And a group of more than 100 mostly Democrat lawmakers in October said the responsibility for preventing the use of crypto to finance terrorism belongs to the White House, calling for the Biden Administration to act.

Changpeng Zhao, the CEO of Binance, pleaded guilty Wednesday to a felony related to his failure to prevent money laundering on the platform. Zhao stepped down and Binance admitted to violations of the Bank Secrecy Act and apparent violations of sanctions programs, including its failure to implement reporting programs for suspicious transactions.

As part of the settlement agreement, the U.S. Treasury said Binance will be subject to five years of monitoring and “significant compliance undertakings, including to ensure Binance’s complete exit from the United States.” Binance is a Cayman Islands limited liability company.

U.S. Attorney General Merrick Garland called the settlement one of the largest corporate penalties in the nation’s history.

Now the largest entities in crypto over the past couple of years — Binance, Coinbase and FTX — are either in severe legal trouble, under investigation or have collapsed altogether.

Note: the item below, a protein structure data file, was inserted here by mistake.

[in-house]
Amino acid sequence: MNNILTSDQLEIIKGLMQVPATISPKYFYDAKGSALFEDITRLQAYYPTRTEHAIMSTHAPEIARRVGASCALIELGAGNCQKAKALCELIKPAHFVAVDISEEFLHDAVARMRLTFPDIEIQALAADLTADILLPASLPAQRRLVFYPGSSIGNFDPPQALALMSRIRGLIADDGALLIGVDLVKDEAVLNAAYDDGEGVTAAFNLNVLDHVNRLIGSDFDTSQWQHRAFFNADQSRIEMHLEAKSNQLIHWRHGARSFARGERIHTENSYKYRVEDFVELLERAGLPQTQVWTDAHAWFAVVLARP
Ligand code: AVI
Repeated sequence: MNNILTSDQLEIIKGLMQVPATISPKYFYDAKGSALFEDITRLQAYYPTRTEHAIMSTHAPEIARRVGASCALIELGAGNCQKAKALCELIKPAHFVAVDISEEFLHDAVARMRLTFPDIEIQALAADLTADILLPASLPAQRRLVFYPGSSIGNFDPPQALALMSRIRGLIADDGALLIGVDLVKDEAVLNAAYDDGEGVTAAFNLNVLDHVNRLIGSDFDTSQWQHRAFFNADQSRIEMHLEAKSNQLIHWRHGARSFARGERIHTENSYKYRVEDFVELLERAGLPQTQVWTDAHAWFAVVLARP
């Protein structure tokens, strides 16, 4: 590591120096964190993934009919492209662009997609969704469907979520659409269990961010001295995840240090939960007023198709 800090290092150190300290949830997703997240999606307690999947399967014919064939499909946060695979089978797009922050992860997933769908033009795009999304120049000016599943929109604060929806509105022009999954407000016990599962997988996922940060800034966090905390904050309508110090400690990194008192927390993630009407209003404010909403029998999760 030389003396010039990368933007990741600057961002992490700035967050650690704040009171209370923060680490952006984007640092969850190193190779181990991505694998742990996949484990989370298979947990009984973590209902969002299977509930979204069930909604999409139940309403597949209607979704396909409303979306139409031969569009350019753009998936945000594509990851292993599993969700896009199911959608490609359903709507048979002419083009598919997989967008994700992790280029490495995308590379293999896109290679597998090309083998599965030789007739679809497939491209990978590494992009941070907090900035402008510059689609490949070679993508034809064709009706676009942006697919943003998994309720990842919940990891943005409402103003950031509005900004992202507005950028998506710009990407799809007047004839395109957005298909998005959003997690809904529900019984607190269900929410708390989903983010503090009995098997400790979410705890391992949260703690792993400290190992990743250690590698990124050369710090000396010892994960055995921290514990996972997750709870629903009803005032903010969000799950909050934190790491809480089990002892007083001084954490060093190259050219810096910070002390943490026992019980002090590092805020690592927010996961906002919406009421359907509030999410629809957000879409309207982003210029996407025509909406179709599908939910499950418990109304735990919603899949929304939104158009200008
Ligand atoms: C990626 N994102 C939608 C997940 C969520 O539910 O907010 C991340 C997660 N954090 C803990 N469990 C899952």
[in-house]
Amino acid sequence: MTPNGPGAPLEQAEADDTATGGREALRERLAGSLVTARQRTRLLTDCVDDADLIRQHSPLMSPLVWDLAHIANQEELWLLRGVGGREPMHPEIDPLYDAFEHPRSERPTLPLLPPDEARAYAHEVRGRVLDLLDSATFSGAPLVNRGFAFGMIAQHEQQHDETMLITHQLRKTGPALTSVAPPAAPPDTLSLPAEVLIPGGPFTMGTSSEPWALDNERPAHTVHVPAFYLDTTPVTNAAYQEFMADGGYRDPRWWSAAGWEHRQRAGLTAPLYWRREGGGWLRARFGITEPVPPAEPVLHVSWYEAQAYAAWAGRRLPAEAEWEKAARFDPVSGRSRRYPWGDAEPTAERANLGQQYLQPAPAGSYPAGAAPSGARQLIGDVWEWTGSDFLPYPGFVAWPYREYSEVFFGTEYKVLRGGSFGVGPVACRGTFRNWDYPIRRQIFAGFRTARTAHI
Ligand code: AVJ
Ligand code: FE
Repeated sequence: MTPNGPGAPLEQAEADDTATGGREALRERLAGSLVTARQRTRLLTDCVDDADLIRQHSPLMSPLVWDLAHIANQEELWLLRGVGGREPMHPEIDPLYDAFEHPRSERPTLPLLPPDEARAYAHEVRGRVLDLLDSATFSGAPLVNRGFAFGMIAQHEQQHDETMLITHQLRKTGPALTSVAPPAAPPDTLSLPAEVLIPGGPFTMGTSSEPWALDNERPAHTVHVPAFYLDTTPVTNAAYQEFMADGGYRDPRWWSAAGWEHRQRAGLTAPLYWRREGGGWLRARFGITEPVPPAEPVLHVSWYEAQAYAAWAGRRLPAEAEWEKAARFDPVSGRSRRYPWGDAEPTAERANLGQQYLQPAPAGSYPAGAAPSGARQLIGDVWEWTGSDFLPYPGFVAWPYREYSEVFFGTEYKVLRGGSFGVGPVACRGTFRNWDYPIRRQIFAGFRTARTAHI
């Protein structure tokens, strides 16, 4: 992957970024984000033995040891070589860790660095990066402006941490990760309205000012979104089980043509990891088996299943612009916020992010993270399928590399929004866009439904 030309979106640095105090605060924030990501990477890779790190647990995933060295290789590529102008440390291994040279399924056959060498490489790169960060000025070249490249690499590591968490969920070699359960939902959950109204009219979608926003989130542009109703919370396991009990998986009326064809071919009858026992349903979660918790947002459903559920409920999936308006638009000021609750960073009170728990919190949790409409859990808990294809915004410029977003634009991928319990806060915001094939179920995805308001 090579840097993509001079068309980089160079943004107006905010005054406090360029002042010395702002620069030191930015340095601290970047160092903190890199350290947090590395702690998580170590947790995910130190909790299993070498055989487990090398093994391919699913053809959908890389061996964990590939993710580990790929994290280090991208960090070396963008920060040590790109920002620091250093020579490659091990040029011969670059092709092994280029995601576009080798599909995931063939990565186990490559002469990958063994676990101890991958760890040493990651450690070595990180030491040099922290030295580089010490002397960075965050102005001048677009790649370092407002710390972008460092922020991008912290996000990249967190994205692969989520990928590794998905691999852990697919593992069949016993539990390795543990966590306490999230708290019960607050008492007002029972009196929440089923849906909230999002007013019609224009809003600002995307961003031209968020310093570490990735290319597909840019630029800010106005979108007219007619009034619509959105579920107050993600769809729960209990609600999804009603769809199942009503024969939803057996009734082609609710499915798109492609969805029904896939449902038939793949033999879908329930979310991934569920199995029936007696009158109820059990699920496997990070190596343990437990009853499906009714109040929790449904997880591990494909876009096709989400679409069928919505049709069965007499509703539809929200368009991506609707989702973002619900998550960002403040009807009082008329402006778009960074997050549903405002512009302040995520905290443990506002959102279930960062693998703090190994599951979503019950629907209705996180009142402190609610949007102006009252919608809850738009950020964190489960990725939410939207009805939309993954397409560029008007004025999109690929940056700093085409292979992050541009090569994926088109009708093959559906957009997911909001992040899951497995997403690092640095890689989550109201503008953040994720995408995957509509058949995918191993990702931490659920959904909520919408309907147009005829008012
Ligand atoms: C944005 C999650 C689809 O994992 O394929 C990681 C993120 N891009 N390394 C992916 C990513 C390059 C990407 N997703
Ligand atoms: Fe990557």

Without Congress, federal regulators like the Securities and Exchange Commission have stepped in to take their own enforcement actions against the industry, including the filing of lawsuits against Coinbase and Binance and Kraken, three of the biggest cryptocurrency exchanges. Kraken was charged by the SEC this week with operating its crypto trading platform as an unregistered securities exchange.

Additionally, PayPal received a subpoena from the SEC related to its PayPal USD stablecoin, the company said in a filing with securities regulators this month. The firm says its cooperating with authorities.